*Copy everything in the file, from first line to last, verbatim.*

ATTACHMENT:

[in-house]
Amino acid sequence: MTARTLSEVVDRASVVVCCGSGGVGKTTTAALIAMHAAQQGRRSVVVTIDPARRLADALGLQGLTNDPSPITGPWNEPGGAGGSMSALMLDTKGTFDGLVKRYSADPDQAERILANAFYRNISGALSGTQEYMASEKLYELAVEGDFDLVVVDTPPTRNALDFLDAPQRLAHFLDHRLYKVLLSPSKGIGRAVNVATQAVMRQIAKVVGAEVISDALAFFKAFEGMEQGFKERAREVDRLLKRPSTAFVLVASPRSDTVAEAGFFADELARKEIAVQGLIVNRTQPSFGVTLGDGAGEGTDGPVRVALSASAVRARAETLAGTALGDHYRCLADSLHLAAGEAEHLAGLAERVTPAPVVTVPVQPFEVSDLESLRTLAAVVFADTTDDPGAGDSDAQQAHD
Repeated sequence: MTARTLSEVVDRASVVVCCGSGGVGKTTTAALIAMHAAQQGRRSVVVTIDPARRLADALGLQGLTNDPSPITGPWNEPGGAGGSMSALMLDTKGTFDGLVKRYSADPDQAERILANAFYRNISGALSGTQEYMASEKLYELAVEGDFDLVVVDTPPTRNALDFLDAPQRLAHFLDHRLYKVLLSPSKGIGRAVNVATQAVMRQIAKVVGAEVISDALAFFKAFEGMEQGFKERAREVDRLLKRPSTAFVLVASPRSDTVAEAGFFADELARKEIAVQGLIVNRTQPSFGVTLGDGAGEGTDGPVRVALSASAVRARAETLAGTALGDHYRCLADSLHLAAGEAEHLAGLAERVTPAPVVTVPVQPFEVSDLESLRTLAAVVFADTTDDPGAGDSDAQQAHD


[in-house]
Amino acid sequence: MTARTLSEVVDRASVVVCCGSGGVGKTTTAALIAMHAAQQGRRSVVVTIDPARRLADALGLQGLTNDPSPITGPWNEPGGAGGSMSALMLDTKGTFDGLVKRYSADPDQAERILANAFYRNISGALSGTQEYMASEKLYELAVEGDFDLVVVDTPPTRNALDFLDAPQRLAHFLDHRLYKVLLSPSKGIGRAVNVATQAVMRQIAKVVGAEVISDALAFFKAFEGMEQGFKERAREVDRLLKRPSTAFVLVASPRSDTVAEAGFFADELARKEIAVQGLIVNRTQPSFGVTLGDGAGEGTDGPVRVALSASAVRARAETLAGTALGDHYRCLADSLHLAAGEAEHLAGLAERVTPAPVVTVPVQPFEVSDLESLRTLAAVVFADTTDDPGAGDSDAQQAHD
Repeated sequence: MTARTLSEVVDRASVVVCCGSGGVGKTTTAALIAMHAAQQGRRSVVVTIDPARRLADALGLQGLTNDPSPITGPWNEPGGAGGSMSALMLDTKGTFDGLVKRYSADPDQAERILANAFYRNISGALSGTQEYMASEKLYELAVEGDFDLVVVDTPPTRNALDFLDAPQRLAHFLDHRLYKVLLSPSKGIGRAVNVATQAVMRQIAKVVGAEVISDALAFFKAFEGMEQGFKERAREVDRLLKRPSTAFVLVASPRSDTVAEAGFFADELARKEIAVQGLIVNRTQPSFGVTLGDGAGEGTDGPVRVALSASAVRARAETLAGTALGDHYRCLADSLHLAAGEAEHLAGLAERVTPAPVVTVPVQPFEVSDLESLRTLAAVVFADTTDDPGAGDSDAQQAHD